According to ExtremeTech, content protection company Macrovision plans to announce on Tuesday that it has developed a way to eliminate the vast majority of DVD copying - that is using DVD "ripping" software. I'll be honest, I've "ripped" DVDs to my Windows Media Center Edition (MCE) 2005 PC's hard drive.
The reason I "rip" to my hard disk is two-fold. For one, it lets me play a movie using the MCE remote control without getting up from the sofa and inserting a DVD into the player. Secondly, I've learned from experience, that not everyone treats DVDs/CDs with the same care that I do. I've lent CDs and DVDs in the past to friends/family and they've come back with scratches that cause the music to skip/stutter or the DVD movie to jump to an entirely random location of the movie.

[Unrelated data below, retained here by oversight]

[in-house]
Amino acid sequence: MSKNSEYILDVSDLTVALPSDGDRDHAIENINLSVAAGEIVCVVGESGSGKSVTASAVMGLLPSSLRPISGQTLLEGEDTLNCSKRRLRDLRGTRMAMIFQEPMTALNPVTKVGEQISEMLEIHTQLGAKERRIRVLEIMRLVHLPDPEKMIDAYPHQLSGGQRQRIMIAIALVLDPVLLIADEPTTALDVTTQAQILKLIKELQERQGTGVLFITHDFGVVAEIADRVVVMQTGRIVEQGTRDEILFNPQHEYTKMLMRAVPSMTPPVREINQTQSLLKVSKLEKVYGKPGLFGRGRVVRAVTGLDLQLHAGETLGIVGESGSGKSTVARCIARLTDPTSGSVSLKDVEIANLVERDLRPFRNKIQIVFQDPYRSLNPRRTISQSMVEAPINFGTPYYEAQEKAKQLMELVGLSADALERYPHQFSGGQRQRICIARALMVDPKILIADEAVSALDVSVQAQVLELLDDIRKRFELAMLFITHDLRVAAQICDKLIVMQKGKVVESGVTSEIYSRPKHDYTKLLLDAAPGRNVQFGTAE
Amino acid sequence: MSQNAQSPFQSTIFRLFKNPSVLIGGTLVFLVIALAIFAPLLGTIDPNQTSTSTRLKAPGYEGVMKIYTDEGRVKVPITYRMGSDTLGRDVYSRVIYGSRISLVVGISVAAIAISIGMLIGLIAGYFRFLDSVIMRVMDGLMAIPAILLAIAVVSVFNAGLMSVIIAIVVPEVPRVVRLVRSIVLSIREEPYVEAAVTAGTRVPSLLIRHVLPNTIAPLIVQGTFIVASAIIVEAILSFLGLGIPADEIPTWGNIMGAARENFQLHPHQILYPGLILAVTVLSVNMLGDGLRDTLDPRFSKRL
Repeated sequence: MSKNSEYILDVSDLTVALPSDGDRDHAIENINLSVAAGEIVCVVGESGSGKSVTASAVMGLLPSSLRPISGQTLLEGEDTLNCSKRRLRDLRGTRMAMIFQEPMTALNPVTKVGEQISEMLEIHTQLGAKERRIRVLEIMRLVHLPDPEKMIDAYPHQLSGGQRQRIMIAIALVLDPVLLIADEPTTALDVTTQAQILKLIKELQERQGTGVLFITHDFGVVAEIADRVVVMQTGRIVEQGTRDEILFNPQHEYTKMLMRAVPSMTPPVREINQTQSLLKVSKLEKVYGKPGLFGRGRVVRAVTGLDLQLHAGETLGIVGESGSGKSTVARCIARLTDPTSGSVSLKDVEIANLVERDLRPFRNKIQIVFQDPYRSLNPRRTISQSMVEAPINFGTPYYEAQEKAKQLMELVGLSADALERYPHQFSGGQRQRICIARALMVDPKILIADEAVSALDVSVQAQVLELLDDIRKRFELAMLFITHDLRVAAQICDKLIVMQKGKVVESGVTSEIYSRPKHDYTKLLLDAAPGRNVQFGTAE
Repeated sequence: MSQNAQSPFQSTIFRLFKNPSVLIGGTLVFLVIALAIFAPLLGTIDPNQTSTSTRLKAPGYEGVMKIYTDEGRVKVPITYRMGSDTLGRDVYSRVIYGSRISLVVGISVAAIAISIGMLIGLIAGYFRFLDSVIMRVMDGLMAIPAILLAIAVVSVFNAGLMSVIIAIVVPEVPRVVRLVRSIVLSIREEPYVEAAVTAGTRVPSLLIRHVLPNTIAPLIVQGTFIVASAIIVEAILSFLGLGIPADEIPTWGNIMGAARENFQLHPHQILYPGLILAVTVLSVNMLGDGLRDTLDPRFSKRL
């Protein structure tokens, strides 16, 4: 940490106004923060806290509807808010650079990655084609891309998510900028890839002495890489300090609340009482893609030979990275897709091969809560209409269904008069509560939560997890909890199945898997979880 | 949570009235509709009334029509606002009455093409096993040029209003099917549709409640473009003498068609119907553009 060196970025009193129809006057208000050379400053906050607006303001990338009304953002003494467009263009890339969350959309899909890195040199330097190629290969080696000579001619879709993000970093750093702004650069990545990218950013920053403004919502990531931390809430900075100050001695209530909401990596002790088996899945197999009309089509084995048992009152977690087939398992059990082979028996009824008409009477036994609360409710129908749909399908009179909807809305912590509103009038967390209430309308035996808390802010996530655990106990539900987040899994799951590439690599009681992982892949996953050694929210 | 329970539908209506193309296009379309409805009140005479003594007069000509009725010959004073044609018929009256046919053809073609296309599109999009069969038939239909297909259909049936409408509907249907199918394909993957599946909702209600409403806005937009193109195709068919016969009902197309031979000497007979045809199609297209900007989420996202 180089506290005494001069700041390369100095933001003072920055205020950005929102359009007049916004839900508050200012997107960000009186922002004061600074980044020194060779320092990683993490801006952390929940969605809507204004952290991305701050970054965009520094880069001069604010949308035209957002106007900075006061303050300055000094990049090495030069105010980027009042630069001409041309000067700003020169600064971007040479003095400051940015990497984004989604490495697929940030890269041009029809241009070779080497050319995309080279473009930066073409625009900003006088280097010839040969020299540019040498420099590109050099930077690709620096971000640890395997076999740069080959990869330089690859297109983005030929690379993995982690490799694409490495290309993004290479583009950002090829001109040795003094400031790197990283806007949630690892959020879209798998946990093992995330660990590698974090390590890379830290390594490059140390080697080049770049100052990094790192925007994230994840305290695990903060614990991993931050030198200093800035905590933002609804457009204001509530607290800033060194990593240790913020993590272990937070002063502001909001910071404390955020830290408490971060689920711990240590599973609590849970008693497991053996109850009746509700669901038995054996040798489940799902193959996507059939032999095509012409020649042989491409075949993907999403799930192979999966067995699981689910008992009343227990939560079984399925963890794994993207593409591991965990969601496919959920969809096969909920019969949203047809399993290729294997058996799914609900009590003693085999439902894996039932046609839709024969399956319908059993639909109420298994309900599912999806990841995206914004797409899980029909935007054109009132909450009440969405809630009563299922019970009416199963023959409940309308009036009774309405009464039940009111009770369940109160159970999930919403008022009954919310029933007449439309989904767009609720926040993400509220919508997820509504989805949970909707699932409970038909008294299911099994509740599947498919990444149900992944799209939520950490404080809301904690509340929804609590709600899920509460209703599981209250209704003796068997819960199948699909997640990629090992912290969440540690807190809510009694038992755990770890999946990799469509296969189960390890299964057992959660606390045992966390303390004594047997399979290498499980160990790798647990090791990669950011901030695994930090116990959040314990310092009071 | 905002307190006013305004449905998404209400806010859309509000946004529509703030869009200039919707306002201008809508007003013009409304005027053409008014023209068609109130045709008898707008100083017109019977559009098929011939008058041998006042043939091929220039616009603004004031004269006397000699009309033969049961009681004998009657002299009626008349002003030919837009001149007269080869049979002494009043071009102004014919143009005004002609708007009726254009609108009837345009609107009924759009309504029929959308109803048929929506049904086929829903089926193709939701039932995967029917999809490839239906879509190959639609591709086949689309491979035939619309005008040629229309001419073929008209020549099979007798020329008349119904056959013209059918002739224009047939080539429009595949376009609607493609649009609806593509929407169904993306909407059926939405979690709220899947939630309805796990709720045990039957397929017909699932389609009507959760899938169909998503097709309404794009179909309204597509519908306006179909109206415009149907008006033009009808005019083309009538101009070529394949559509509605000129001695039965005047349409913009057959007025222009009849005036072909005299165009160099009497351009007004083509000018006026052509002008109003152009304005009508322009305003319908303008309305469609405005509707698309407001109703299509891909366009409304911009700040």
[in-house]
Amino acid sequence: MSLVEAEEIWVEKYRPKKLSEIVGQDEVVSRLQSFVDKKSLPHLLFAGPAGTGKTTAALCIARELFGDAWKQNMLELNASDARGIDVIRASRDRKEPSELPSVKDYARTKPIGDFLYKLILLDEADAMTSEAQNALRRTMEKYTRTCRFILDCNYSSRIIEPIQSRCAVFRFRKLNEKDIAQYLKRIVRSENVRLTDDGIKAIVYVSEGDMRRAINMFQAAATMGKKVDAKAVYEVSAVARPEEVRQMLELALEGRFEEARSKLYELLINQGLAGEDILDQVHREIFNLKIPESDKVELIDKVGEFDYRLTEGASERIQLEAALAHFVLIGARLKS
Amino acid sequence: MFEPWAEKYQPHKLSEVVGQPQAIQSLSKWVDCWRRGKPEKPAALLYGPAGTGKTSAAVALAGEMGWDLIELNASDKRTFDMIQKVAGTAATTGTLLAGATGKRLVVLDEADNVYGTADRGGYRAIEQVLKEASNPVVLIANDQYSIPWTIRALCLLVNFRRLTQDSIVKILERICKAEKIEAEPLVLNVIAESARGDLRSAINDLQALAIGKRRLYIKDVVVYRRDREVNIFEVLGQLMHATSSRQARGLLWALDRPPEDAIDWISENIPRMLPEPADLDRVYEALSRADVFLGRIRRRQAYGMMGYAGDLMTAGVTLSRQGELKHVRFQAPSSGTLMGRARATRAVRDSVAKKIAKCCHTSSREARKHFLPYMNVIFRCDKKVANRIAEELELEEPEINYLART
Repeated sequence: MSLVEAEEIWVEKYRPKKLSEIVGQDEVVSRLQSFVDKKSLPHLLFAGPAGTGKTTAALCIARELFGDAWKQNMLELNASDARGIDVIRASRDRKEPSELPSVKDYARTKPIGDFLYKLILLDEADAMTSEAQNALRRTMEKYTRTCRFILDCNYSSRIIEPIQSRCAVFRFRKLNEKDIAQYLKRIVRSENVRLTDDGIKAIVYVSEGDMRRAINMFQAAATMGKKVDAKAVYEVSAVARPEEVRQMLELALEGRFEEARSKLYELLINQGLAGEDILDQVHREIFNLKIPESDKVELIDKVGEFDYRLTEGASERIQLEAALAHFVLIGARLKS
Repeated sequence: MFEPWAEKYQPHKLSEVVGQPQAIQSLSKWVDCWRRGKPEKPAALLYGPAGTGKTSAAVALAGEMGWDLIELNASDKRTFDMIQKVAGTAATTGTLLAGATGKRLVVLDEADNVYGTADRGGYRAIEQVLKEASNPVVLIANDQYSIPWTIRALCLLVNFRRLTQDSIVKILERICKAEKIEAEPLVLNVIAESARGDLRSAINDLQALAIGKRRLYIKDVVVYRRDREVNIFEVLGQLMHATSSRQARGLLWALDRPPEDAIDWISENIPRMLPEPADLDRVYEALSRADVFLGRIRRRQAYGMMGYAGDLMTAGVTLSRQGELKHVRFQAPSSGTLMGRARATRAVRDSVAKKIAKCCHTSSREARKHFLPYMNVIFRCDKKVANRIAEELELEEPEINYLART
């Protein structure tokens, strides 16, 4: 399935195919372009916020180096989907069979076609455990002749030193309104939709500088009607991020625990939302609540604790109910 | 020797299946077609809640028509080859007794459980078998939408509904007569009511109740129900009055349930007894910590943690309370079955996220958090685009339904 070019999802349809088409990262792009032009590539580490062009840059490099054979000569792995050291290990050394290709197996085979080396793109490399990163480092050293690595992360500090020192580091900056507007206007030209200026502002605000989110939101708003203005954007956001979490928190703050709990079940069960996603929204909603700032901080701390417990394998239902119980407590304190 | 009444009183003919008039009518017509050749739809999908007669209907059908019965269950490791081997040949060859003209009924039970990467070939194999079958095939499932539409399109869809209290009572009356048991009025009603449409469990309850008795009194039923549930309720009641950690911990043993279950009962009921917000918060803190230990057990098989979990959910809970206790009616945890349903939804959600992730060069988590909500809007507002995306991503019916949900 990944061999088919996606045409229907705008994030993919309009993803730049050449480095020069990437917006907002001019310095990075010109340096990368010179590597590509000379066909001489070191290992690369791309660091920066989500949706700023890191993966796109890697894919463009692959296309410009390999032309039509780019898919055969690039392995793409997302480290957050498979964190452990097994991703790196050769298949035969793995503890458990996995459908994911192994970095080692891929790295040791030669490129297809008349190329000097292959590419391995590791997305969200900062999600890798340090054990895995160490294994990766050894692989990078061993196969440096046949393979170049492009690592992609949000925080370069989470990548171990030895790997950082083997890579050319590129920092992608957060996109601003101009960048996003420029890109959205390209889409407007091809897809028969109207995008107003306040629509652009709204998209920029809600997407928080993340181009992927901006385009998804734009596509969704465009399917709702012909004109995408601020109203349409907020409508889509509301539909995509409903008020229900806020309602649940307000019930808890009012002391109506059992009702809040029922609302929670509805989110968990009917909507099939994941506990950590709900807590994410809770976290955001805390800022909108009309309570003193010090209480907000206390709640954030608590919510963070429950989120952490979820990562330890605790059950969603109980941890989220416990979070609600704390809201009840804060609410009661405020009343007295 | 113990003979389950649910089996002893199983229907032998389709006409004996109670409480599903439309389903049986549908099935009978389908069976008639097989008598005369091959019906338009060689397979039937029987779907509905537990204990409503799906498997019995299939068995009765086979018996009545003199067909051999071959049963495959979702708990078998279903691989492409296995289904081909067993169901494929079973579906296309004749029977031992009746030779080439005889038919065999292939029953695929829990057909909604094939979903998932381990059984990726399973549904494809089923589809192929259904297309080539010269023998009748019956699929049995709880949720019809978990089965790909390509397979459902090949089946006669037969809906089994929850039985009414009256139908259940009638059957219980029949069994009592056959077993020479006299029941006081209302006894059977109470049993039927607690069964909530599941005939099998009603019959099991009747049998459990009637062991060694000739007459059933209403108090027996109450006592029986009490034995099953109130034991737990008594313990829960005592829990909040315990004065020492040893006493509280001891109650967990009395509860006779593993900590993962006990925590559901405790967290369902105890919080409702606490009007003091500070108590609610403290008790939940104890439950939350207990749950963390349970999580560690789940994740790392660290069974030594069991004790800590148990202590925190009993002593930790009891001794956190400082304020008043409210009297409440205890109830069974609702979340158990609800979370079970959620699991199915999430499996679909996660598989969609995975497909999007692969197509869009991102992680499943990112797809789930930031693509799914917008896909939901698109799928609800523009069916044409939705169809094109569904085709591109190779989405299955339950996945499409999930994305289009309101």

Should I be forced to go out and purchase the same movie I already have in my movie collection and that I've paid for? Doesn't the Fair Use Act allow me to make reasonable backups of my CDs and DVDs? Apparently, not... Or at least the Fair Use Act is at odds with the Digital Millenium Copyright Act. The DMCA was used to help bring down 321 Studios which offered DVD ripping/DVD backup software program.
Read the full story about the new DVD copy protection mechanism here:
New Tech Prevents DVD Copying, Kills "Rippers"